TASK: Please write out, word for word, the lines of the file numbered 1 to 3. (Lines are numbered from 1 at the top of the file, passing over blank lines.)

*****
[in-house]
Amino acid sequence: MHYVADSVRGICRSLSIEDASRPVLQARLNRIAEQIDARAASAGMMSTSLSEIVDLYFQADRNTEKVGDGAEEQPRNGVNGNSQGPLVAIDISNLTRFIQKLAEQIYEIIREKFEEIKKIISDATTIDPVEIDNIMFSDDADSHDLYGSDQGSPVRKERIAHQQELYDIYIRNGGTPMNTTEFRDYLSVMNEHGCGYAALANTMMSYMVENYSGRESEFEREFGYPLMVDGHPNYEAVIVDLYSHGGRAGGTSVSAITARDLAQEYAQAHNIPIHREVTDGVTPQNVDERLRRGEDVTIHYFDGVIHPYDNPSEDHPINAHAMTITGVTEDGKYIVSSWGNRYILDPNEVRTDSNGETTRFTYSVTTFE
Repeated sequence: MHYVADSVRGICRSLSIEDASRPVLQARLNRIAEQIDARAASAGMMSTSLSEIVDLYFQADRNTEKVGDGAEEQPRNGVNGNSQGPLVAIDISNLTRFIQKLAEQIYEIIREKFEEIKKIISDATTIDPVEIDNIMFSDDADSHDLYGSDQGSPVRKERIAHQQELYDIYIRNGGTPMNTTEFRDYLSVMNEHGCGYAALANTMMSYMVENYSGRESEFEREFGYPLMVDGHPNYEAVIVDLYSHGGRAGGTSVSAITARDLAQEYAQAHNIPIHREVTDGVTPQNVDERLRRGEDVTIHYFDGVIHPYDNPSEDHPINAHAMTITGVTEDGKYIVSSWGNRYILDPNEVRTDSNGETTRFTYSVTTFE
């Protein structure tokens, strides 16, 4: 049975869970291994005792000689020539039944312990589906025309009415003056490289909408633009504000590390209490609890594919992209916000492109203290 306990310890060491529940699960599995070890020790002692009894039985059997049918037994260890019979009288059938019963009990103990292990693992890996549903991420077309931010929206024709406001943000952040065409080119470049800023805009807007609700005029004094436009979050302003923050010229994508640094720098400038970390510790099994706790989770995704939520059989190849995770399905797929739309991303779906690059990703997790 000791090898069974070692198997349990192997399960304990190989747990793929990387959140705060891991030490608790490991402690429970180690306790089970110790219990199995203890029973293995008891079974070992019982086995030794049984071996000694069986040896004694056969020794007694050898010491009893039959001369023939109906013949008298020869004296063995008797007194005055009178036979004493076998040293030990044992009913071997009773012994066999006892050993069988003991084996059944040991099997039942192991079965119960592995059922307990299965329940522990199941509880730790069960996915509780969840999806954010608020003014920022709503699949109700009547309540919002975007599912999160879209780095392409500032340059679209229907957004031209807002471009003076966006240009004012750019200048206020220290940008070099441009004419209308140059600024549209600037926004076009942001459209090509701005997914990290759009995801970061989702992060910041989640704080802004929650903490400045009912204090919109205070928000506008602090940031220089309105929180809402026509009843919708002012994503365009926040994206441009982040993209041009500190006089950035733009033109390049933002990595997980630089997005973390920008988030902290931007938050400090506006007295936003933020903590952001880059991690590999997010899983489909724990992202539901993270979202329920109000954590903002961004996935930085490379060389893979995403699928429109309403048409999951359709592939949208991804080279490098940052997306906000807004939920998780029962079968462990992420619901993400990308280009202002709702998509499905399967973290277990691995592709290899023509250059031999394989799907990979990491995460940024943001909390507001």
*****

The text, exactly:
[in-house]
Amino acid sequence: MHYVADSVRGICRSLSIEDASRPVLQARLNRIAEQIDARAASAGMMSTSLSEIVDLYFQADRNTEKVGDGAEEQPRNGVNGNSQGPLVAIDISNLTRFIQKLAEQIYEIIREKFEEIKKIISDATTIDPVEIDNIMFSDDADSHDLYGSDQGSPVRKERIAHQQELYDIYIRNGGTPMNTTEFRDYLSVMNEHGCGYAALANTMMSYMVENYSGRESEFEREFGYPLMVDGHPNYEAVIVDLYSHGGRAGGTSVSAITARDLAQEYAQAHNIPIHREVTDGVTPQNVDERLRRGEDVTIHYFDGVIHPYDNPSEDHPINAHAMTITGVTEDGKYIVSSWGNRYILDPNEVRTDSNGETTRFTYSVTTFE
Repeated sequence: MHYVADSVRGICRSLSIEDASRPVLQARLNRIAEQIDARAASAGMMSTSLSEIVDLYFQADRNTEKVGDGAEEQPRNGVNGNSQGPLVAIDISNLTRFIQKLAEQIYEIIREKFEEIKKIISDATTIDPVEIDNIMFSDDADSHDLYGSDQGSPVRKERIAHQQELYDIYIRNGGTPMNTTEFRDYLSVMNEHGCGYAALANTMMSYMVENYSGRESEFEREFGYPLMVDGHPNYEAVIVDLYSHGGRAGGTSVSAITARDLAQEYAQAHNIPIHREVTDGVTPQNVDERLRRGEDVTIHYFDGVIHPYDNPSEDHPINAHAMTITGVTEDGKYIVSSWGNRYILDPNEVRTDSNGETTRFTYSVTTFE